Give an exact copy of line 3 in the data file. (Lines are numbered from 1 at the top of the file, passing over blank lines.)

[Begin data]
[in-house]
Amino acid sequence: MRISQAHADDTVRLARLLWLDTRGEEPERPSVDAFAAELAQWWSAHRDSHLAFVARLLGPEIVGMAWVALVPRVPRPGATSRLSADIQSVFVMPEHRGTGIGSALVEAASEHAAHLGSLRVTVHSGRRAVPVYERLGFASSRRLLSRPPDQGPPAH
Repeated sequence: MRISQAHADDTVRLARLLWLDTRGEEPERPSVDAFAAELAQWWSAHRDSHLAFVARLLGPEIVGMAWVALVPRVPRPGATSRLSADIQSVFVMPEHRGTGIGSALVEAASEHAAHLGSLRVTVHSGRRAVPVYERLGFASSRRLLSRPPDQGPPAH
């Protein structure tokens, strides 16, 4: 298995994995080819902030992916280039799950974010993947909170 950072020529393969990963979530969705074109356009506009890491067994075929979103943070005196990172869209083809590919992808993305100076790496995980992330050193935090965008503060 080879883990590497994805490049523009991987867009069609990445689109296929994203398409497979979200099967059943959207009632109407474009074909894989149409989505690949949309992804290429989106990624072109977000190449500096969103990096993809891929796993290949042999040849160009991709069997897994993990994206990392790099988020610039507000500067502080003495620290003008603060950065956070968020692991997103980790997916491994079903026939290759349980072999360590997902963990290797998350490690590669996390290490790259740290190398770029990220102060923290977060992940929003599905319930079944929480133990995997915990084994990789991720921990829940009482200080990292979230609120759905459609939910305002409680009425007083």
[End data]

Repeated sequence: MRISQAHADDTVRLARLLWLDTRGEEPERPSVDAFAAELAQWWSAHRDSHLAFVARLLGPEIVGMAWVALVPRVPRPGATSRLSADIQSVFVMPEHRGTGIGSALVEAASEHAAHLGSLRVTVHSGRRAVPVYERLGFASSRRLLSRPPDQGPPAH